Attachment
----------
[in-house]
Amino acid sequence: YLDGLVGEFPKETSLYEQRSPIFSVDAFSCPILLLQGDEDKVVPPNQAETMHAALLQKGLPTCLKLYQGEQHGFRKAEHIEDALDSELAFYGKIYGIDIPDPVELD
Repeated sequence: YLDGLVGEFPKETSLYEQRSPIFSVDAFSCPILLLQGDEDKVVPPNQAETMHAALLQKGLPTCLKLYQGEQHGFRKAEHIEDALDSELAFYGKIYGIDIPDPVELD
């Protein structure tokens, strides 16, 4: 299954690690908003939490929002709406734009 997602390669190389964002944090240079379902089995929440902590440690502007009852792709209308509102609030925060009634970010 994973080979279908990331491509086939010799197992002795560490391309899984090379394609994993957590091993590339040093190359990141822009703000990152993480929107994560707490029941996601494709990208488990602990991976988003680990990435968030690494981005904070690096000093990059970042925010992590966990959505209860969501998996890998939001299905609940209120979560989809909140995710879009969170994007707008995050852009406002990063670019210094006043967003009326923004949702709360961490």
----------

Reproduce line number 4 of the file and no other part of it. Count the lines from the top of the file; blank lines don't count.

């Protein structure tokens, strides 16, 4: 299954690690908003939490929002709406734009 997602390669190389964002944090240079379902089995929440902590440690502007009852792709209308509102609030925060009634970010 994973080979279908990331491509086939010799197992002795560490391309899984090379394609994993957590091993590339040093190359990141822009703000990152993480929107994560707490029941996601494709990208488990602990991976988003680990990435968030690494981005904070690096000093990059970042925010992590966990959505209860969501998996890998939001299905609940209120979560989809909140995710879009969170994007707008995050852009406002990063670019210094006043967003009326923004949702709360961490």